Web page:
A book gives a unique opportunity to go deeper and expand on the concepts that earned your audience’s trust in the first place. Look at your previous content to see which articles, videos, infographics, white papers, etc., have received the best responses and generated the most substantial returns. This gives you an idea of which topics your audience members enjoy and want more of, and it lets you home in on those key areas to outline the book’s overall theme and specific chapters.

Look at your previous #content to see which topics your audience members want more of, says @johnhall. Click To Tweet

Leverage your team’s expertise

My book was a labor of love – not just for me, but also for my marketing team and the freelance writer we worked with. Each person on the team outlined the ideas, polished the writing, sharpened the content’s presentation, and helped ensure that the edited book’s content was set up to meet the goals we set. No one person could possibly have managed it all on his own. A team of experts is necessary.

Start by examining your content creation process and adapt it to a longer project like a book. Obviously, the time frame is different, but many of the general responsibilities and tasks are similar. Identify your teammates’ capacity to handle a long-term initiative and leverage their expertise to execute it.

Examine your content creation process and adapt it to the book-writing process, advises @johnhall. Click To Tweet

Tell your peers what you’re doing

By the time you use your content marketing experience to take the next step and write a book for your company, you (hopefully) have built a strong, engaged audience and a roster of valuable industry contacts and influencers. Let them know what you’re up to.

Tell them what you’re working on, share the content when you can, and invite them to give input. They might shed light on a new way of looking at something or push back on some of your ideas, both of which will force you to improve your content. After they’ve helped you write it, they may be willing to help you promote it or even endorse it.

Don’t be afraid to ask for important introductions, either. Your brand advocates, partners, and industry peers all have their own contacts – and if you land an introduction, they can connect you with agencies, publishers, and other influencers who will help your published book succeed.

The benefits of writing a book extend far beyond its initial publication. A positive reception could lead to increased industry authority, speaking engagements, fuel for future content projects, and new opportunities for your company. As a marketer with an effective content marketing strategy, you’ve already established that your brand’s ideas have merit. It’s now time to take those concepts further by turning them into a book.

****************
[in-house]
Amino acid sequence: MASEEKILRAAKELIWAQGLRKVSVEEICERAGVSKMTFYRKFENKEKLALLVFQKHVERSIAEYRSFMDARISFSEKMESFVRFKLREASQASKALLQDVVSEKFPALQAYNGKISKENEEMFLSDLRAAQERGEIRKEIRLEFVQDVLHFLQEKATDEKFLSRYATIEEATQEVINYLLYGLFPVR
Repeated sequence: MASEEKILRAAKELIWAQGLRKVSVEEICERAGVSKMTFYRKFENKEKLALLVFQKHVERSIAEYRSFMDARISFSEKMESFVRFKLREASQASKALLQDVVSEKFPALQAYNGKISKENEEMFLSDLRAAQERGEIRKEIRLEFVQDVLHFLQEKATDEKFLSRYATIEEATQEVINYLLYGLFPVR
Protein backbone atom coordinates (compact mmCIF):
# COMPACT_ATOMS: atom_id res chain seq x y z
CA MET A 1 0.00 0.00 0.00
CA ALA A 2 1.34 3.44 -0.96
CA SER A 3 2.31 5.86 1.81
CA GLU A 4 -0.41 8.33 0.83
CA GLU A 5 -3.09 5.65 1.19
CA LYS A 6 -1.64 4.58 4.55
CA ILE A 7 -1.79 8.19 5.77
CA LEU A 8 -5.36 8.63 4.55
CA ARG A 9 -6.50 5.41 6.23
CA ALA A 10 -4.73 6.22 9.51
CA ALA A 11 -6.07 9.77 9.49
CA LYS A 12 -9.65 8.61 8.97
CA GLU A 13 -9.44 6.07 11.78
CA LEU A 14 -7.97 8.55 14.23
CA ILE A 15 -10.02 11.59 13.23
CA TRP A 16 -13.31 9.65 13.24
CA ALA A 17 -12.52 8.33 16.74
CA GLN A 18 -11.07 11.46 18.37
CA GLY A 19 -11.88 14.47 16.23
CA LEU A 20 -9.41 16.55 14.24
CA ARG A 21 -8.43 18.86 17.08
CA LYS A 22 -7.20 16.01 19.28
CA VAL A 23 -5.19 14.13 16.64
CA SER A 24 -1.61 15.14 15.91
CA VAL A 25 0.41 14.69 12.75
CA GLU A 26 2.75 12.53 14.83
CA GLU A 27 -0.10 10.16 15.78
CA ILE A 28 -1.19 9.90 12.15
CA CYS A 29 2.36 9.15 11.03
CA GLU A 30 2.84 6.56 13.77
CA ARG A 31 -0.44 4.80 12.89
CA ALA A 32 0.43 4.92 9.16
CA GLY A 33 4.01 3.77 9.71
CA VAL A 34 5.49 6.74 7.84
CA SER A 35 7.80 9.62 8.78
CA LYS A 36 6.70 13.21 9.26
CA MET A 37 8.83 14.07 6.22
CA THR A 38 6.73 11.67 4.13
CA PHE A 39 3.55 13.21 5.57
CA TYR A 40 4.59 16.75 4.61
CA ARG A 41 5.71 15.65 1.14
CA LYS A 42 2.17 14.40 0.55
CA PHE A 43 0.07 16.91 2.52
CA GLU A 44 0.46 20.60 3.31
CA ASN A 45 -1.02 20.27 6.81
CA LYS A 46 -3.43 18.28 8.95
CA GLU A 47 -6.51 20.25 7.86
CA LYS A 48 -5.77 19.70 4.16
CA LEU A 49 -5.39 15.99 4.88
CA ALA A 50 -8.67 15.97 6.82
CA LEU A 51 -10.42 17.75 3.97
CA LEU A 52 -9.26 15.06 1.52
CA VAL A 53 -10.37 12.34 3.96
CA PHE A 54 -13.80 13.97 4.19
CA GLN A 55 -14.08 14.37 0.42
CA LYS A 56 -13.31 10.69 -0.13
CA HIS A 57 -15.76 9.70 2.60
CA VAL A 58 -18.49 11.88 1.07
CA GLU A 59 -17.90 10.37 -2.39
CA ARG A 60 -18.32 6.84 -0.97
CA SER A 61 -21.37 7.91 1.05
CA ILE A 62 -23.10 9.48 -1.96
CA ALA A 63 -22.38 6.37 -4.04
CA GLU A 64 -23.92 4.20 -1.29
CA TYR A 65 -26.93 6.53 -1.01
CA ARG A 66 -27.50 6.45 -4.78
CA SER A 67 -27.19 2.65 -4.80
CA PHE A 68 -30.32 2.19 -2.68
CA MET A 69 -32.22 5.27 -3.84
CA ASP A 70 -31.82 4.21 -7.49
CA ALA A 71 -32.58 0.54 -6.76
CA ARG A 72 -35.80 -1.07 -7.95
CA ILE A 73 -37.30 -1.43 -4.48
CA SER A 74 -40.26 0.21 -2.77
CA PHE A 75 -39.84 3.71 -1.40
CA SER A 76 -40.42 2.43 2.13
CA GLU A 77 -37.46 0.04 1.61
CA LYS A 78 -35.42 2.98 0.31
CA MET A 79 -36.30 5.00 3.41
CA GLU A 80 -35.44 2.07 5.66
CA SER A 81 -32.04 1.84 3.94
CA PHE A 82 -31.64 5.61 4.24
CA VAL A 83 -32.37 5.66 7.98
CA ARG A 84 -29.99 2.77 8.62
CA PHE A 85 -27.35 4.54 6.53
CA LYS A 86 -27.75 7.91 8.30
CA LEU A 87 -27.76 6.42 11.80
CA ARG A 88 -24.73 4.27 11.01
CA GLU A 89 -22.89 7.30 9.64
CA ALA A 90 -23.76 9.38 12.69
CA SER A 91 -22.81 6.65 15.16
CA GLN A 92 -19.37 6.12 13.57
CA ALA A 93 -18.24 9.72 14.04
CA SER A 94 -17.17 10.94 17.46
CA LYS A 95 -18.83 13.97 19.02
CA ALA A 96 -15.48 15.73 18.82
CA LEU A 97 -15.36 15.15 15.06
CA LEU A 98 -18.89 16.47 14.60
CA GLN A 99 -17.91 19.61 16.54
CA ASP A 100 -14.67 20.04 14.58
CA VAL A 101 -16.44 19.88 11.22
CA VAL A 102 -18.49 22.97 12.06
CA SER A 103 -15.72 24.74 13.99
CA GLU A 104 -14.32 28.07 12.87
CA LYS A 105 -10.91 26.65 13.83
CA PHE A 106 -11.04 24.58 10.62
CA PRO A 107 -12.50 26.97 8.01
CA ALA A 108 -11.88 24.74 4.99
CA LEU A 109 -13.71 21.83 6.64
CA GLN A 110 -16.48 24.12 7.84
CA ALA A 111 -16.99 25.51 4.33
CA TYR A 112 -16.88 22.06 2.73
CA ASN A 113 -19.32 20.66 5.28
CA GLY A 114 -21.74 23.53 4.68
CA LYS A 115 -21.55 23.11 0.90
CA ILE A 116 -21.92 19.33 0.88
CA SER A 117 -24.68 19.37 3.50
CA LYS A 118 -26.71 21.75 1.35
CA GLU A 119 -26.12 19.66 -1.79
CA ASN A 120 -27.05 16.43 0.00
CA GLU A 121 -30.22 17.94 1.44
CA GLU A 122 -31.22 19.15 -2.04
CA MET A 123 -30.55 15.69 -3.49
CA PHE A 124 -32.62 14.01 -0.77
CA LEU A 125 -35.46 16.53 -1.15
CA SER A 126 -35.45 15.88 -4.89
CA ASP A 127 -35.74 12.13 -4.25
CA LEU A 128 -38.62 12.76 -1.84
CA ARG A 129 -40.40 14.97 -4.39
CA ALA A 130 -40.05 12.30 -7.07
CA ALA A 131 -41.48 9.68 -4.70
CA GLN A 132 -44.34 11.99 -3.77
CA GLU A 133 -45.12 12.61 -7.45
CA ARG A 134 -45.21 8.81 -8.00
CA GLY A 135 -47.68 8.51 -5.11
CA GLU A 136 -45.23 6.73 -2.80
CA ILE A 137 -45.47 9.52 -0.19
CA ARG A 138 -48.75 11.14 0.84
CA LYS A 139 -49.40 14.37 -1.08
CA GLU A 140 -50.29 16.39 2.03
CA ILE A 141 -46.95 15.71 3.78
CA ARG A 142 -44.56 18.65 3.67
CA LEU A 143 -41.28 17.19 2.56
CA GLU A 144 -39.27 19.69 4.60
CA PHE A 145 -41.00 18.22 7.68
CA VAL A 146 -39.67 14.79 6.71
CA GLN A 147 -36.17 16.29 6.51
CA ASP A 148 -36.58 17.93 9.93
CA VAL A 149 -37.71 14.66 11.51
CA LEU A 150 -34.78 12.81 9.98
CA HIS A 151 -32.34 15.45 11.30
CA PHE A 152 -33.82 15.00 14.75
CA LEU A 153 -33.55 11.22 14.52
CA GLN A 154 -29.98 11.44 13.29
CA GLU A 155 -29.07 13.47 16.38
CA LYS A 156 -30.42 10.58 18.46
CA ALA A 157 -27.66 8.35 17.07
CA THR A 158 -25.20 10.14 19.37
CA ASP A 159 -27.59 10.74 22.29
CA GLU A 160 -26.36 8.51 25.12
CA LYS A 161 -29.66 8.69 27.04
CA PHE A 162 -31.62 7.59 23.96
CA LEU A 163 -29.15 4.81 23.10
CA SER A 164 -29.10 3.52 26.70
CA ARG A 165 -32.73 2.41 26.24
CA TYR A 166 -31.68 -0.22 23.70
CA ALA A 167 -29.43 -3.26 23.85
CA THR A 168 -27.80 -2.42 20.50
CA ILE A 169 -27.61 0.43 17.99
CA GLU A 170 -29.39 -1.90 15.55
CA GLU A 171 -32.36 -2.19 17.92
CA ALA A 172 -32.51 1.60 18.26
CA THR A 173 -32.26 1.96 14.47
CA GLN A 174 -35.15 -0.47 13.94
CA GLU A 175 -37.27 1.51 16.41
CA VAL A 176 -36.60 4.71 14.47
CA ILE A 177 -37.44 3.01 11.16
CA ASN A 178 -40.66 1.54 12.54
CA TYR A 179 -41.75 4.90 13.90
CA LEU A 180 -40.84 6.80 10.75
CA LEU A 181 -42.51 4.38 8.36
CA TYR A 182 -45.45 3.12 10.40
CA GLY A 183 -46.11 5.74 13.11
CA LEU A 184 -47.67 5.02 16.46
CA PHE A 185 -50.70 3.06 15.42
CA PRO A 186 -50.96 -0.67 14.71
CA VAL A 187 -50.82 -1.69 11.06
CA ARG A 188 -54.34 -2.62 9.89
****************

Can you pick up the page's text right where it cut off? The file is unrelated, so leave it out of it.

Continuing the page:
Make sure your content marketing strategy implementation always improves – whether you write a book or learn from CMI’s daily newsletter. (It’s easier to start reading the newsletter.) Subscribe today. 

Cover image by Joseph Kalinowski/Content Marketing Institute

Author: John Hall

John Hall is the CEO and co-founder of Influence & Co., which helps companies’ position key individuals as industry influencers and thought leaders. Influence & Co. focuses on creating high-quality content that helps clients reach their target audiences online. Clients range from startups and fast-growing companies on the Inc. 500 to Fortune 500 companies. Follow him on Twitter @johnhall.

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  • bobbly

    Sensible, practical advice on how to write a book to promote a brand, company, product, or service. I am the author of 94 published books, most with traditional publishing houses, and I can tell you from long experience that this post is spot on and very valuable.

    • John Hall

      Thank you for the kind words. I appreciate the comment. 94 books is pretty impressive. I’m only have 93 left to match you 🙂

      • bobbly

        I am going to buy yours unless you want to send me a free autographed copy in exchange for one of the same from me. 🙂

        • John Hall

          ha. I don’t think it’s fair since you have 94. I’d get the better deal. Let me know which one is the best and I’ll purchase it off amazon. I always try to purchase books to support the author 🙂

  • http://contentmarketinginstitute.com/author/roger-c-parker/ Roger C. Parker

    Great article, John. Coincidentally, I just finished rereading your Top of Mind. Your emphasis on team work and values sets your book apart. It’s a breath of fresh air in what is often a sea of metrics.

    As the author of over 40 books, I especially appreciated your emphasis on a team approach, in your book and when you wrote:….. “My book was a labor of love – not just for me, but also for my marketing team and the freelance writer we worked with. Each person on the team outlined the ideas, polished the writing, sharpened the content’s presentation, and helped ensure that the edited book’s content was set up to meet the goals we set. No one person could possibly have managed it all on his own. A team of experts is necessary.”

    Looking forward to more books from you and your team!
    Roger